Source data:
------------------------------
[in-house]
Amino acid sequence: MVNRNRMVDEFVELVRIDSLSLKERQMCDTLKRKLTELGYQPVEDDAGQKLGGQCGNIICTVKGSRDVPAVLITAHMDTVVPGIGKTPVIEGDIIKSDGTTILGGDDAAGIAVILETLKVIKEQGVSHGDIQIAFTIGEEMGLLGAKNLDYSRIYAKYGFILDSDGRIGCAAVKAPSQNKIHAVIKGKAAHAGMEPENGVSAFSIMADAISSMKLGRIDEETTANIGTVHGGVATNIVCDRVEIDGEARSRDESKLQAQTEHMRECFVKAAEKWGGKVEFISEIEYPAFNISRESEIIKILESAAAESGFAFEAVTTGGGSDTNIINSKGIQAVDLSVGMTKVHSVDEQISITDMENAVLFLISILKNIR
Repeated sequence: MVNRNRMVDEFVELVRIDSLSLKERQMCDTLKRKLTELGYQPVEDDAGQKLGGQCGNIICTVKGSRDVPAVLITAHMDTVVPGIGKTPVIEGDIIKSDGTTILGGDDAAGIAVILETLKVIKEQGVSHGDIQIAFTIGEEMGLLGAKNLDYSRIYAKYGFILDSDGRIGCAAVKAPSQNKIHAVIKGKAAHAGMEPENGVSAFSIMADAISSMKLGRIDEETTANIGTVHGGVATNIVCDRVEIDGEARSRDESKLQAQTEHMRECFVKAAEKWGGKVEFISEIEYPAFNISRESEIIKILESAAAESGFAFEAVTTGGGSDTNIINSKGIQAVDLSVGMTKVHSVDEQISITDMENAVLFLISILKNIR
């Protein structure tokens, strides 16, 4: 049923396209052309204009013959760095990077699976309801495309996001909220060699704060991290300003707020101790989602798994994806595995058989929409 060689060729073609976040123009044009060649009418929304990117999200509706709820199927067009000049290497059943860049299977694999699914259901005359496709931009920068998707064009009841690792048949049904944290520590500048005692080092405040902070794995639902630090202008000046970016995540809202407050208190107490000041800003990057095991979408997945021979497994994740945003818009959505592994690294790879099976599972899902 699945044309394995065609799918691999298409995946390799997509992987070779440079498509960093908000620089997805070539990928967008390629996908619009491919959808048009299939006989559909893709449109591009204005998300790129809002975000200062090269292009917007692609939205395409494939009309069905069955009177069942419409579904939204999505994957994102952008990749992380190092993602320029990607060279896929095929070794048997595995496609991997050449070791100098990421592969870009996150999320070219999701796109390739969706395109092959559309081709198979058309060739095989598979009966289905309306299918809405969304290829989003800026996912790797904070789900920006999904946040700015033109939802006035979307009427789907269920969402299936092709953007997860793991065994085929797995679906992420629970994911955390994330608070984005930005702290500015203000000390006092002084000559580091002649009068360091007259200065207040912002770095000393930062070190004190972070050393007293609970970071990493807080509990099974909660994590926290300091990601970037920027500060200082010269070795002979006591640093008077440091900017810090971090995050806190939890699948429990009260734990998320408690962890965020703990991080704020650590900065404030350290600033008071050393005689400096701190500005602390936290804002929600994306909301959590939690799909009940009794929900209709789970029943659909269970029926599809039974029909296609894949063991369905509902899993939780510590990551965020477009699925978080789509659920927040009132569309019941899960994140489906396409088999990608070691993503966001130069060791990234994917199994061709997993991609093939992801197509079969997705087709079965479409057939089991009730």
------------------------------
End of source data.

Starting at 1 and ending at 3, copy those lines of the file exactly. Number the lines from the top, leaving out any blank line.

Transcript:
[in-house]
Amino acid sequence: MVNRNRMVDEFVELVRIDSLSLKERQMCDTLKRKLTELGYQPVEDDAGQKLGGQCGNIICTVKGSRDVPAVLITAHMDTVVPGIGKTPVIEGDIIKSDGTTILGGDDAAGIAVILETLKVIKEQGVSHGDIQIAFTIGEEMGLLGAKNLDYSRIYAKYGFILDSDGRIGCAAVKAPSQNKIHAVIKGKAAHAGMEPENGVSAFSIMADAISSMKLGRIDEETTANIGTVHGGVATNIVCDRVEIDGEARSRDESKLQAQTEHMRECFVKAAEKWGGKVEFISEIEYPAFNISRESEIIKILESAAAESGFAFEAVTTGGGSDTNIINSKGIQAVDLSVGMTKVHSVDEQISITDMENAVLFLISILKNIR
Repeated sequence: MVNRNRMVDEFVELVRIDSLSLKERQMCDTLKRKLTELGYQPVEDDAGQKLGGQCGNIICTVKGSRDVPAVLITAHMDTVVPGIGKTPVIEGDIIKSDGTTILGGDDAAGIAVILETLKVIKEQGVSHGDIQIAFTIGEEMGLLGAKNLDYSRIYAKYGFILDSDGRIGCAAVKAPSQNKIHAVIKGKAAHAGMEPENGVSAFSIMADAISSMKLGRIDEETTANIGTVHGGVATNIVCDRVEIDGEARSRDESKLQAQTEHMRECFVKAAEKWGGKVEFISEIEYPAFNISRESEIIKILESAAAESGFAFEAVTTGGGSDTNIINSKGIQAVDLSVGMTKVHSVDEQISITDMENAVLFLISILKNIR